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Doug Krizner: We've all had the experience of shopping for a special item and going from store to store to find it — something you've got to have, but doesn't seem to be in stock anywhere. Sure the Internet has helped in the search. But there's another technology that can you save time, and it uses your cell phone. Here's Ambar Espinoza:
Ambar Espinoza: Los Angeles native Patrick Keilty is on a tight schedule. He's looking for a copy of the Hitchcock film Vertigo, and he only has one hour to shop. That's not easy in L.A. traffic.
Patrick Keilty: I'm hoping one place will have it, but I don't know which one and I don't really feel like going to all of them — especially because the Barnes & Noble is actually a couple of miles away.
As he's driving, Keilty sends a text message to SLIFT. That's short for Slifter.
Keilty: 3-8-SLIFT. We're gonna try and look for "Vertigo."
Services like Slifter and NearbyNow help people track down what they're looking for. Users type a product name and a zip code into their cell phone. They get a text message back with the address of the closest store that has the item in stock.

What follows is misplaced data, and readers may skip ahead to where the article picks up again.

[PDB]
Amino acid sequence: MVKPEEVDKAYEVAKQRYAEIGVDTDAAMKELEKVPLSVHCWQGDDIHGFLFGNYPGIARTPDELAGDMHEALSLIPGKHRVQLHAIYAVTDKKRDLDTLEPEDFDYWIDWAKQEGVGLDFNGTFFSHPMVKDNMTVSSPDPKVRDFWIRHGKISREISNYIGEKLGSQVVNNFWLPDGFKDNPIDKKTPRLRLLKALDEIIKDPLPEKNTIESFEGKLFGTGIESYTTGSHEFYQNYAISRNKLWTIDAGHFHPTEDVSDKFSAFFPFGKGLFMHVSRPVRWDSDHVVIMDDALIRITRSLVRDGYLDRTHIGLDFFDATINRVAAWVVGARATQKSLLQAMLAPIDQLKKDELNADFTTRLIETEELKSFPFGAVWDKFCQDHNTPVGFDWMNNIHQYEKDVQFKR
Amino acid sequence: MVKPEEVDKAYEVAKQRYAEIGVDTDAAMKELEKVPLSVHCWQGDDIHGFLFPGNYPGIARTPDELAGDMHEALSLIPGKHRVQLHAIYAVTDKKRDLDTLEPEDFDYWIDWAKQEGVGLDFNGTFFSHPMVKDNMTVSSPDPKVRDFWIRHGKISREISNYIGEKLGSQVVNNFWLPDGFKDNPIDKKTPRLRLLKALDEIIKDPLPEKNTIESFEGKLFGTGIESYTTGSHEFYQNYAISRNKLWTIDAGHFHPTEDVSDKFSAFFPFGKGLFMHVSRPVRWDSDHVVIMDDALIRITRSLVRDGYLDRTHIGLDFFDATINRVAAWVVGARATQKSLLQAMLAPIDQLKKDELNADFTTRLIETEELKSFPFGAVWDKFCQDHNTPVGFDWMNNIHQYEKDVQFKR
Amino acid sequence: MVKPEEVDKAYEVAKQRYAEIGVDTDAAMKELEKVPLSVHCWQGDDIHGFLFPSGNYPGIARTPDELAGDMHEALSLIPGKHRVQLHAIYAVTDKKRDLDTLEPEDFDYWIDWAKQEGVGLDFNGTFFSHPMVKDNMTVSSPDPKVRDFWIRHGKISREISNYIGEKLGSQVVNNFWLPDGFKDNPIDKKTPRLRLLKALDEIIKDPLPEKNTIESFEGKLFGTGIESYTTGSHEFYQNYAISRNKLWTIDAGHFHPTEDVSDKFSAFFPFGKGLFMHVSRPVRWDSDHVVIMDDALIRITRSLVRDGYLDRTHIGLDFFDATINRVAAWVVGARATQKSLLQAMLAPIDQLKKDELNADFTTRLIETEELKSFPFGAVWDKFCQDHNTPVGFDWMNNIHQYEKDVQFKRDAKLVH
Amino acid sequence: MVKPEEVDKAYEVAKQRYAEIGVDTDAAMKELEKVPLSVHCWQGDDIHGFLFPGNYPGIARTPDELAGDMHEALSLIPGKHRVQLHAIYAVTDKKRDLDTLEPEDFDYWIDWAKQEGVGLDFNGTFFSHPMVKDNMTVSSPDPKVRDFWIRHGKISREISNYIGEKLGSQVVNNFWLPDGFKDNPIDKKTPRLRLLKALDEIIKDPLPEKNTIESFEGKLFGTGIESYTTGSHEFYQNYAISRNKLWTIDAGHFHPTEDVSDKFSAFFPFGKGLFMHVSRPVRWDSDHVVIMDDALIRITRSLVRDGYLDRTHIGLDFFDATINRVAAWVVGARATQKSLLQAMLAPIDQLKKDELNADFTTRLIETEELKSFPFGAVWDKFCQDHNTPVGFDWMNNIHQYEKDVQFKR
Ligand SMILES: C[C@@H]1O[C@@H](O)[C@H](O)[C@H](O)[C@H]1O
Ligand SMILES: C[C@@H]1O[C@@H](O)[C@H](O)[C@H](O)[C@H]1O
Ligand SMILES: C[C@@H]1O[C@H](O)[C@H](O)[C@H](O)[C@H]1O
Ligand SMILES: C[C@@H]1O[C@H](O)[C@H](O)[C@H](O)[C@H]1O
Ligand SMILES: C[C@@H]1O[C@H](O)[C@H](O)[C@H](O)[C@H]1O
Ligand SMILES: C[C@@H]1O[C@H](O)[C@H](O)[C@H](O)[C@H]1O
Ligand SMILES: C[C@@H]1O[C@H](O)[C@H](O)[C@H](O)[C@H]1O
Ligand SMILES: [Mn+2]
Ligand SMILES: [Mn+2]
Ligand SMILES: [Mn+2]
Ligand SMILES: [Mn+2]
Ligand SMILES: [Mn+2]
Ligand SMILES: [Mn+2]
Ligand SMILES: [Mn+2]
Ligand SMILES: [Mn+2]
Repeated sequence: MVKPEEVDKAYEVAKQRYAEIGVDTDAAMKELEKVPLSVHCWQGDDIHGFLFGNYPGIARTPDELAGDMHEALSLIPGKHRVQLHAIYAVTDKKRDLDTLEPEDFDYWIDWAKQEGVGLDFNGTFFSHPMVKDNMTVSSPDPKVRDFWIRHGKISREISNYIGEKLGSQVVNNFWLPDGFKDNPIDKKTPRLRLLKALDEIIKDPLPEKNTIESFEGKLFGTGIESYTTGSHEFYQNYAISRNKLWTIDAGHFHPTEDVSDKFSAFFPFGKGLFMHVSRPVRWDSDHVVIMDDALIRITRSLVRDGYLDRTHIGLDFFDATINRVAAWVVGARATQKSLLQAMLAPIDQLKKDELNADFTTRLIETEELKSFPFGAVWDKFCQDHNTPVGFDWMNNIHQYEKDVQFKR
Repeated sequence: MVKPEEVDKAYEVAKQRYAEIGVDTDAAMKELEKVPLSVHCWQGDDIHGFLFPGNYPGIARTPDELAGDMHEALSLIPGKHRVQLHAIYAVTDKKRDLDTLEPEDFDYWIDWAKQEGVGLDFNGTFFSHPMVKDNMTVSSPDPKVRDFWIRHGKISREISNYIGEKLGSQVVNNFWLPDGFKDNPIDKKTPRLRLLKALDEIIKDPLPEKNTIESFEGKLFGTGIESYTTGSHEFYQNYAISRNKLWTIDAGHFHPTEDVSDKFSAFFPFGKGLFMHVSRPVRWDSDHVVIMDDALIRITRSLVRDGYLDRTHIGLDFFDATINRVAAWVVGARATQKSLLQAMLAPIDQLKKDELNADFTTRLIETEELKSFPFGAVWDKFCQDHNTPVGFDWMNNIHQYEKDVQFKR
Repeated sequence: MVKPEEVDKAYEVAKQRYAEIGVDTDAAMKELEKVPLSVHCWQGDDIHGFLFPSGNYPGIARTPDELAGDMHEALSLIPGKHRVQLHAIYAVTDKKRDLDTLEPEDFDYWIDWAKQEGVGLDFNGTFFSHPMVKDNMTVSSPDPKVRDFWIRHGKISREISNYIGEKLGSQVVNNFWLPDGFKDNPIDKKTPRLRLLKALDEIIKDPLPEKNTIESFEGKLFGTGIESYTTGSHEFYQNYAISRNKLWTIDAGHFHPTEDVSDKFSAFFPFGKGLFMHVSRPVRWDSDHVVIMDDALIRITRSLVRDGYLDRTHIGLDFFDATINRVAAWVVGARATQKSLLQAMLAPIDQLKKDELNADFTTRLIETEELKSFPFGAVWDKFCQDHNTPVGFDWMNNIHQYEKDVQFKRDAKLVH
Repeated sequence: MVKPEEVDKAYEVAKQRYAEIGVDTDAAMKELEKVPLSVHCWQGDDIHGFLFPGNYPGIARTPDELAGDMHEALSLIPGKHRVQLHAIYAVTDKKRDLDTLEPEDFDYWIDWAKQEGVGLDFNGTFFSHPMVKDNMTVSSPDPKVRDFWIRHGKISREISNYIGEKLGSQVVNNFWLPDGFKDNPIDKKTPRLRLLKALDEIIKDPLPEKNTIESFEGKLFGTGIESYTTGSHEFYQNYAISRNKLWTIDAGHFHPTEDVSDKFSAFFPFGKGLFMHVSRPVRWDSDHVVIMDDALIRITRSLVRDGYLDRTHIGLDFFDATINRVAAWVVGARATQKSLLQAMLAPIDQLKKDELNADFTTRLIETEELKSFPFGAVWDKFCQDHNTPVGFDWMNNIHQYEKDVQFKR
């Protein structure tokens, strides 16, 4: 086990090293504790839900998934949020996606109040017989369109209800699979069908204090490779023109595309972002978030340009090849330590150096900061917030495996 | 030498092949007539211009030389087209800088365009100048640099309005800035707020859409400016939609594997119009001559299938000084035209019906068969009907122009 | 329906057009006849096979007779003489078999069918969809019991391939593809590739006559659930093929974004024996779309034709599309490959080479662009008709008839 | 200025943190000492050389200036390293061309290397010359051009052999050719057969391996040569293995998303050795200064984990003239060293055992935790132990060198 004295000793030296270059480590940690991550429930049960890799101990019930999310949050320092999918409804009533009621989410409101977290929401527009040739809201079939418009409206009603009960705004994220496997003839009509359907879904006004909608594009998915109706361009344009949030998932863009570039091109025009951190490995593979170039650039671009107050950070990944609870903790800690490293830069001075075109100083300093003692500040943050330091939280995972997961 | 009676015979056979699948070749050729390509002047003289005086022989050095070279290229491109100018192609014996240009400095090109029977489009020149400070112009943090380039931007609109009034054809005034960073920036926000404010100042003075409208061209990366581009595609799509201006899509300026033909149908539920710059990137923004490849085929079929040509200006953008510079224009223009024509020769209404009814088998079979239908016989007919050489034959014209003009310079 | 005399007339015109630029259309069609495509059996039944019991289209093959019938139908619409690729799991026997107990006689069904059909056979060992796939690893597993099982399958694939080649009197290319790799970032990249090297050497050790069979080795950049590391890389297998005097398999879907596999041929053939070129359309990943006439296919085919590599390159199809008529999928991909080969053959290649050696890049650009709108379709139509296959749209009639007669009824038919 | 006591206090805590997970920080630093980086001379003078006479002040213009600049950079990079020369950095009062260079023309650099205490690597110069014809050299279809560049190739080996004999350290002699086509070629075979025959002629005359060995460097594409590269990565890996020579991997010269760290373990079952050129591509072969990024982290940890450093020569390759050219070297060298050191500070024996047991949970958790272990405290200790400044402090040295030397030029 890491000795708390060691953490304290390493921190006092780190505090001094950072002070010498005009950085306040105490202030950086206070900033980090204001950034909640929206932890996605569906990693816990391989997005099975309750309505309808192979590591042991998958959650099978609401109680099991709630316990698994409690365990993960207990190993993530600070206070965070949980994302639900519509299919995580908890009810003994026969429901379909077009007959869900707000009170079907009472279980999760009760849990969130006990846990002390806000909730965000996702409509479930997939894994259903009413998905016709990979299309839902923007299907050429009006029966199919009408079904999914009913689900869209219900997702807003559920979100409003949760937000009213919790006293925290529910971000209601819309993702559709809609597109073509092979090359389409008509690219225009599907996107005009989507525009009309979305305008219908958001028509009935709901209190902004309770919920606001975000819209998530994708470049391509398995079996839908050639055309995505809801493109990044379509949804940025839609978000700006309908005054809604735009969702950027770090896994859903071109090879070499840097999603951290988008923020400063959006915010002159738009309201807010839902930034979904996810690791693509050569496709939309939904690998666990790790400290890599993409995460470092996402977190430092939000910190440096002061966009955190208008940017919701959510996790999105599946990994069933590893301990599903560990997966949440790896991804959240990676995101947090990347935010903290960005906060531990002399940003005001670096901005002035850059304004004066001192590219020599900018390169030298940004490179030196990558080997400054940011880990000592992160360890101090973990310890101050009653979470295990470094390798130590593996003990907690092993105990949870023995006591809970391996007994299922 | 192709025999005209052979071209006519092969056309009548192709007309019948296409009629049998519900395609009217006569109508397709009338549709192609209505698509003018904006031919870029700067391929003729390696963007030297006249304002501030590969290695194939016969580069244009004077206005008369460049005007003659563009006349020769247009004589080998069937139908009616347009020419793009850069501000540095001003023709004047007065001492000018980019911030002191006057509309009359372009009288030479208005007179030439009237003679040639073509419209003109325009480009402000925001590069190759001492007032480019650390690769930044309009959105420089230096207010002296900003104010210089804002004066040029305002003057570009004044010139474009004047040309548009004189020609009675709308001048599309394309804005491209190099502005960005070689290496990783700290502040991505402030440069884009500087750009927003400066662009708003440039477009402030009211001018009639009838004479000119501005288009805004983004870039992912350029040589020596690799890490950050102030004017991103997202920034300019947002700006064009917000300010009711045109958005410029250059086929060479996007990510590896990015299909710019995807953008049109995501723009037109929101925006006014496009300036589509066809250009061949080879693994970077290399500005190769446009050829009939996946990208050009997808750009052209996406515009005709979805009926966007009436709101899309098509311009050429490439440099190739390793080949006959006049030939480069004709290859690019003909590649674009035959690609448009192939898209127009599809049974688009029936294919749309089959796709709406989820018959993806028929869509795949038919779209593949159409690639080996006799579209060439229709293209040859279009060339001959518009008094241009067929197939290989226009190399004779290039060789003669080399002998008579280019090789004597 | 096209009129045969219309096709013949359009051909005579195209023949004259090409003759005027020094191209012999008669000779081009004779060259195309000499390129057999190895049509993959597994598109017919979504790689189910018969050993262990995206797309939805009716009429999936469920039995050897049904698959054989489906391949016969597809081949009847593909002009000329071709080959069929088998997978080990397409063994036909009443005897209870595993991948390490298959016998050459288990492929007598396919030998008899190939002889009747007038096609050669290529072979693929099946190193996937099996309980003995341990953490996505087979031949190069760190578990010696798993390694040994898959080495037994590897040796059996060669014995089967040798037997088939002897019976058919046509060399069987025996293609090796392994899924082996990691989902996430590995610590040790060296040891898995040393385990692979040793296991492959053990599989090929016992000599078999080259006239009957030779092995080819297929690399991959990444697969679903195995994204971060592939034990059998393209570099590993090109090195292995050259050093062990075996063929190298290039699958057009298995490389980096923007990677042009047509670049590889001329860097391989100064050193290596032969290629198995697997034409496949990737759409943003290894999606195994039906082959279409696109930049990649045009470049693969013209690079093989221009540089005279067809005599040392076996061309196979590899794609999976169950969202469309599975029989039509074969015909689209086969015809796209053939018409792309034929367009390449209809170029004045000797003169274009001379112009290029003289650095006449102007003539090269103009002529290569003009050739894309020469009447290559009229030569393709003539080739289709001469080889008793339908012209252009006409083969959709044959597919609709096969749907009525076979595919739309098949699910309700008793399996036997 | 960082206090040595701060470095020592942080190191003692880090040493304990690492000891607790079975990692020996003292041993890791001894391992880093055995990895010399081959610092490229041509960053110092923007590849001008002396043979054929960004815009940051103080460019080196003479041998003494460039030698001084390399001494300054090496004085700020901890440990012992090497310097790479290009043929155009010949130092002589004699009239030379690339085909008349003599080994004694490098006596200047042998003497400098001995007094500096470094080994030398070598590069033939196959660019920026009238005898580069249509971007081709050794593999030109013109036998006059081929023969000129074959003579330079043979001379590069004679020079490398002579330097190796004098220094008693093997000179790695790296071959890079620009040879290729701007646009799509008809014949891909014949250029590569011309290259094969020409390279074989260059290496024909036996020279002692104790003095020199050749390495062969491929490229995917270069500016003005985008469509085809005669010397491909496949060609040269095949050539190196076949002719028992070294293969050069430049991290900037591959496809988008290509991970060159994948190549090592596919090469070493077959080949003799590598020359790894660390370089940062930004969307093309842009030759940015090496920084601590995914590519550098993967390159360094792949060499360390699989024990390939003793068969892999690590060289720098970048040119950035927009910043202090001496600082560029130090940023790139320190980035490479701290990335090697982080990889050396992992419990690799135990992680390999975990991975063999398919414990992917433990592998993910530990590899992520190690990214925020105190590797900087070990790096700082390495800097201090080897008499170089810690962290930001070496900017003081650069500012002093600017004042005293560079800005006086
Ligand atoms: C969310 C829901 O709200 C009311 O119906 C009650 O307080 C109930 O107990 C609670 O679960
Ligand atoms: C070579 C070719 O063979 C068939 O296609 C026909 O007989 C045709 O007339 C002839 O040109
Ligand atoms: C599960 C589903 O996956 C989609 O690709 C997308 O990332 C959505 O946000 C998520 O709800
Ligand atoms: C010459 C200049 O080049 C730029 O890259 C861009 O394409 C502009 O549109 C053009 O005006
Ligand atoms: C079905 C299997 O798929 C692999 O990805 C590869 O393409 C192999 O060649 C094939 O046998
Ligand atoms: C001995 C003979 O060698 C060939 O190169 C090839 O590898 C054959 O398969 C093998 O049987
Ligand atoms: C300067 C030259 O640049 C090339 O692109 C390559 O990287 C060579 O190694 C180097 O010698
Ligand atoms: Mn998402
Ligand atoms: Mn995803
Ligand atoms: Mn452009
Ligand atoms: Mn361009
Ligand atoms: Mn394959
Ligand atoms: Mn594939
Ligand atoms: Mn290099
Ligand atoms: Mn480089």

The service is free for users, and stores pay a fee every time they come up in a query. John Gauntt is a mobile marketing expert with eMarketer. He says these services are a cheap and effective way for businesses to snag customers.
John Gauntt: Once you walk through the door, not only do you typically transact for what you had in your mind beforehand, but you'll also buy something else.
Which, of course, makes retailers very happy. So does the fact that they get instant data on what customers want.
Alex Muller is the head of GPShopper, the company that created Slifter. He says there's another bonus for stores.
Alex Muller: We're giving them geographic data as well, saying 'look, everybody in New York is searching for XYZ,' while people in Kansas City are searching for something slightly different.
Muller says customers can access about 30,000 retail locations nationwide through GPShopper.
But not everyone is sold on the service. Patrick Keilty has just gotten a text message from Slifter telling him to go to a website to find Vertigo.
Keilty: Which doesn't really help me, since I'm sitting in my car. I don't have time to go back home and search on the Internet. I mean that, doesn't that sort of undercut the service they're trying to provide?
In spite of the kinks, text message marketing is also taking off in sectors like entertainment, health care and banking. By the end of this year, the industry is expected to be worth more than a billion dollars.
In Los Angeles, I'm Ambar Espinoza for Marketplace.